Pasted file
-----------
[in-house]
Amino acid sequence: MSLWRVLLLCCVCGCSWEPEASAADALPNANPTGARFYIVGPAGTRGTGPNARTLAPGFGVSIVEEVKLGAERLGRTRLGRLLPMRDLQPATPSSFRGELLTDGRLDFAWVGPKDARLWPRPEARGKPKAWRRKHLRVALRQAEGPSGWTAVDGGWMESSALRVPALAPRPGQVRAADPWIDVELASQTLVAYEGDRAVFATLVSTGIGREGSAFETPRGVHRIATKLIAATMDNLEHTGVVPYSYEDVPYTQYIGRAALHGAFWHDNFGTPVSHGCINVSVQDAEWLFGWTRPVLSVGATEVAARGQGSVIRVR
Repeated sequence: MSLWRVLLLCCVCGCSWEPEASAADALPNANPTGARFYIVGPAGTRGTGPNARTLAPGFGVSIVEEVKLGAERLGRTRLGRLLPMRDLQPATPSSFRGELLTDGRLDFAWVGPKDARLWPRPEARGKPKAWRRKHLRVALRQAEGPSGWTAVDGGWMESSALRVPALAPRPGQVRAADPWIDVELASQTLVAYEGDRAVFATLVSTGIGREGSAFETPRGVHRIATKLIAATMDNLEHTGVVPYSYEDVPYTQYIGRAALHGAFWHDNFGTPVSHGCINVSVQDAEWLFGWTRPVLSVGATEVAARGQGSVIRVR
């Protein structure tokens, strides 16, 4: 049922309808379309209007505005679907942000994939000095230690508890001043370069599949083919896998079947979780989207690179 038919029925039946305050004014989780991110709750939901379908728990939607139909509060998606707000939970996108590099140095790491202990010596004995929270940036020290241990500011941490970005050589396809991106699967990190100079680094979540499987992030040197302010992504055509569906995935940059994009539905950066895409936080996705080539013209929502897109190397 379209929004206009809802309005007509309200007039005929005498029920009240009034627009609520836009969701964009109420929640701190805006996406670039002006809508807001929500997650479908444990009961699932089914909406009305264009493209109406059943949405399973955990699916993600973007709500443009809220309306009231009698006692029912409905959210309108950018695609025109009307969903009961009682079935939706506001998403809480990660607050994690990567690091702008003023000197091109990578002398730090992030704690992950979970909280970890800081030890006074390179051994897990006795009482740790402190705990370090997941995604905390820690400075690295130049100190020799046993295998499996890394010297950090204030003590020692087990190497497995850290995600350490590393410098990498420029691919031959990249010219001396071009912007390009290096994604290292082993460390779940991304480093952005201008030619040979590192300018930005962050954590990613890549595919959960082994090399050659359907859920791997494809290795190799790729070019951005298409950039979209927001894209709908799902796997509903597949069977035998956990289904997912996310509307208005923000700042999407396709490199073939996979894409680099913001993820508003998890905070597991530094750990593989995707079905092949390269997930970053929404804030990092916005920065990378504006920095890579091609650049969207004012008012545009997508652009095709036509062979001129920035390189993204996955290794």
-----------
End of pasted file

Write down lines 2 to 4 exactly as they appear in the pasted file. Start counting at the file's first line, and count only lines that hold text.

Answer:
Amino acid sequence: MSLWRVLLLCCVCGCSWEPEASAADALPNANPTGARFYIVGPAGTRGTGPNARTLAPGFGVSIVEEVKLGAERLGRTRLGRLLPMRDLQPATPSSFRGELLTDGRLDFAWVGPKDARLWPRPEARGKPKAWRRKHLRVALRQAEGPSGWTAVDGGWMESSALRVPALAPRPGQVRAADPWIDVELASQTLVAYEGDRAVFATLVSTGIGREGSAFETPRGVHRIATKLIAATMDNLEHTGVVPYSYEDVPYTQYIGRAALHGAFWHDNFGTPVSHGCINVSVQDAEWLFGWTRPVLSVGATEVAARGQGSVIRVR
Repeated sequence: MSLWRVLLLCCVCGCSWEPEASAADALPNANPTGARFYIVGPAGTRGTGPNARTLAPGFGVSIVEEVKLGAERLGRTRLGRLLPMRDLQPATPSSFRGELLTDGRLDFAWVGPKDARLWPRPEARGKPKAWRRKHLRVALRQAEGPSGWTAVDGGWMESSALRVPALAPRPGQVRAADPWIDVELASQTLVAYEGDRAVFATLVSTGIGREGSAFETPRGVHRIATKLIAATMDNLEHTGVVPYSYEDVPYTQYIGRAALHGAFWHDNFGTPVSHGCINVSVQDAEWLFGWTRPVLSVGATEVAARGQGSVIRVR
């Protein structure tokens, strides 16, 4: 049922309808379309209007505005679907942000994939000095230690508890001043370069599949083919896998079947979780989207690179 038919029925039946305050004014989780991110709750939901379908728990939607139909509060998606707000939970996108590099140095790491202990010596004995929270940036020290241990500011941490970005050589396809991106699967990190100079680094979540499987992030040197302010992504055509569906995935940059994009539905950066895409936080996705080539013209929502897109190397 379209929004206009809802309005007509309200007039005929005498029920009240009034627009609520836009969701964009109420929640701190805006996406670039002006809508807001929500997650479908444990009961699932089914909406009305264009493209109406059943949405399973955990699916993600973007709500443009809220309306009231009698006692029912409905959210309108950018695609025109009307969903009961009682079935939706506001998403809480990660607050994690990567690091702008003023000197091109990578002398730090992030704690992950979970909280970890800081030890006074390179051994897990006795009482740790402190705990370090997941995604905390820690400075690295130049100190020799046993295998499996890394010297950090204030003590020692087990190497497995850290995600350490590393410098990498420029691919031959990249010219001396071009912007390009290096994604290292082993460390779940991304480093952005201008030619040979590192300018930005962050954590990613890549595919959960082994090399050659359907859920791997494809290795190799790729070019951005298409950039979209927001894209709908799902796997509903597949069977035998956990289904997912996310509307208005923000700042999407396709490199073939996979894409680099913001993820508003998890905070597991530094750990593989995707079905092949390269997930970053929404804030990092916005920065990378504006920095890579091609650049969207004012008012545009997508652009095709036509062979001129920035390189993204996955290794």